University of Southern California

Allison Flato
Title
Exploring New Terrain
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Graduating Year
2011
Undergrad Institution
Amherst College
Hometown
Piedmont, California

Combining skills

Having studied psychology and economics as an undergraduate, Allison Flato decided an MBA at USC Marshall would be the ideal next step in her education. “Business is really a mix of the two,” she explains. “You need a lot of people skills to do well in business, and you also need a lot of the quantitative skills.”

Allison considers her own skills in these areas greatly honed by her time at USC Marshall. She had marketing experience prior to beginning her MBA, but the Marshall courses and faculty expanded her business horizons into other vital areas, such as finance. So now she knows not just how to market to a company, but also how to value that company through discounted cash-flow analysis.

Location and community

A native of Piedmont, a small town in California’s Bay Area, Allison chose USC Marshall both for its location and because of the school’s tight-knit feeling of community. “Marshall is a smaller school compared to other business schools,” she says. “There are 220 students in a class, and it really felt more like a family than some of the other schools that I looked at. You really have the opportunity to get to know your professors and spend a lot of time with them.”

The way Marshall professors make themselves accessible aids students with more than their coursework, according to Allison. “To be able to sit down with a professor and expand on what we talked about in class, or to talk about what I was doing in my internships—I think that experience is really unique to USC. I’m not sure you get that commitment from professors at other, bigger schools.” She feels such close contact with faculty also pushed her intellectually.

PRIME cuts

Allison’s father is the managing director of an independent power-producing company operating both in the U.S and Australia, so she spent summers and vacations there with her family while growing up. She also had traveled to Europe, but Marshall’s Pacific Rim Education Program (PRIME) program opened up new terrain for her, not just in geography but also in business.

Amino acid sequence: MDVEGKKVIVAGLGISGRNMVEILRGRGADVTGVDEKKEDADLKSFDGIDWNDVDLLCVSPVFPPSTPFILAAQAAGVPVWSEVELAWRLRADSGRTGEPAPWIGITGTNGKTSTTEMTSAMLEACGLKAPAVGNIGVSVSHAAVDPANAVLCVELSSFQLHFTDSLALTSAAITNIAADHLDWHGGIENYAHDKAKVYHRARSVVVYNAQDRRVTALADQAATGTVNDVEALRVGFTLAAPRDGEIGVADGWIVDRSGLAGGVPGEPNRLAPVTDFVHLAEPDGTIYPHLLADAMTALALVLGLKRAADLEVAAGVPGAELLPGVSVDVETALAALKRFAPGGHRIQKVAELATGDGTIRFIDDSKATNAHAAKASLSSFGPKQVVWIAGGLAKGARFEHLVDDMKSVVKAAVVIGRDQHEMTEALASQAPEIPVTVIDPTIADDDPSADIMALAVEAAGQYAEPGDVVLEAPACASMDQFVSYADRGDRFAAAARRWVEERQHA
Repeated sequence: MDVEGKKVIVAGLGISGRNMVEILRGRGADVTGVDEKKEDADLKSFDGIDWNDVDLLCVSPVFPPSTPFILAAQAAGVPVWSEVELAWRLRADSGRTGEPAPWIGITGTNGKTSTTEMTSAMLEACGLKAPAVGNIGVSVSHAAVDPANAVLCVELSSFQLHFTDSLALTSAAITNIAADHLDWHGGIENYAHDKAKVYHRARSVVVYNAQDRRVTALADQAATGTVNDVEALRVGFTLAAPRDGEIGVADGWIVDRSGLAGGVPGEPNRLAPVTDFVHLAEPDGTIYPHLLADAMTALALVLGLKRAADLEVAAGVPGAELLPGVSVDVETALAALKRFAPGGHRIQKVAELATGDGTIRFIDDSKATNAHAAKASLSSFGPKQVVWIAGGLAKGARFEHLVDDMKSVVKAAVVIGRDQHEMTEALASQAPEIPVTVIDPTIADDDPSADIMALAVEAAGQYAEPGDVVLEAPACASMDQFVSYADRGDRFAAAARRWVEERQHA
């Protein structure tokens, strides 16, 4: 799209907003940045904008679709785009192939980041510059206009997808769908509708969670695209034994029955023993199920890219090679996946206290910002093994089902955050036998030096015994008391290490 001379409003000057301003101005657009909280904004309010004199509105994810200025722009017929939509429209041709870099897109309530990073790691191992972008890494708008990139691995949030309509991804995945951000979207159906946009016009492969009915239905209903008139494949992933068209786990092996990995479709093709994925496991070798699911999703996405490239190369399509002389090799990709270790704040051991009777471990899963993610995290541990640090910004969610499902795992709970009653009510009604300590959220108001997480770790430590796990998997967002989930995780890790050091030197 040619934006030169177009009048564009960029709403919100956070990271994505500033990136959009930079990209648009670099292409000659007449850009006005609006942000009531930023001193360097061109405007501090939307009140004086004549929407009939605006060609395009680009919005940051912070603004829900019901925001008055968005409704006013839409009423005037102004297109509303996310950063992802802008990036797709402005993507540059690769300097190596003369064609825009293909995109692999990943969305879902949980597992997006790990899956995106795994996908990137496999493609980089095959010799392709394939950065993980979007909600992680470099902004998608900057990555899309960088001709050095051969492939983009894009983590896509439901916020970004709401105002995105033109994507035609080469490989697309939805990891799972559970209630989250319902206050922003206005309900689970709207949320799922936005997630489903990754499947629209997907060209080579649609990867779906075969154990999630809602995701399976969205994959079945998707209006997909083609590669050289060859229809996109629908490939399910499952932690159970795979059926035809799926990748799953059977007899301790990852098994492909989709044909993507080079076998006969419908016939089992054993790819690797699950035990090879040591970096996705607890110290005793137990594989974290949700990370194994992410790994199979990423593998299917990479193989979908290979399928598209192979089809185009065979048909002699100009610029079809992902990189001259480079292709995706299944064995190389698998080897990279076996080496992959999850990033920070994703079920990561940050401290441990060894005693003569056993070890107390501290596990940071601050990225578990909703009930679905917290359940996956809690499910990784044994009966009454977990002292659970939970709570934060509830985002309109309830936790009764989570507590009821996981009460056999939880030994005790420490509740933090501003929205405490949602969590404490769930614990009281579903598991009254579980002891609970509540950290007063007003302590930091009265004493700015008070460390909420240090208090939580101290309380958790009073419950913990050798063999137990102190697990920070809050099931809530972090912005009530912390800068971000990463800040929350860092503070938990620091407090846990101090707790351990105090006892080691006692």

“I went to Brazil and Argentina with Professors Carl Voigt and Sriram Dasu,” explains Allison, who had not been to South America before. “I worked on a project for a meat producer in Sao Paolo, looking at distribution networks in the United States.” By the time she was finished, she had a thorough knowledge of a business she had never before considered—not to mention a detailed understanding of the process beef goes through to arrive at our dinner tables. “That, in and of itself, was a great experience.”

Even when traveling in other nations for PRIME, Allison still felt that sense of community that defines the Trojan Family. “I went with some of my good friends, but I also made friends with classmates whom I didn't know beforehand, and it really brought us closer together.”

Faculty role models

When asked about her favorite professors and courses, Allison gushes, “I could go on forever about this.” At the top of her list are strategy courses taught by Carl Voigt and Kyle Mayer—both in the core curriculum and program electives.

“They’re both just phenomenal professors. Professor Voigt’s Global Strategy elective is great. It teaches you about doing business across borders—the nitty gritty of behind the scenes. And Professor Mayer teaches an elective on Alliances and Cooperative Strategy that’s really unique. He taught it this past year to a small class of only about 25 students.”

Her Marshall professors have had such a positive impact on Allison that she is considering getting a PhD herself, so she can help and influence others in the same way. To see if it’s a good fit for her, she is spending the summer after graduation collaborating with Professor Mayer on a research paper that explores how firms can create value through the creation and management of a group devoted to alliances and other inter-firm relationships.

“Working with him has challenged me and made me think about what I want to do with the rest of my life,” she says.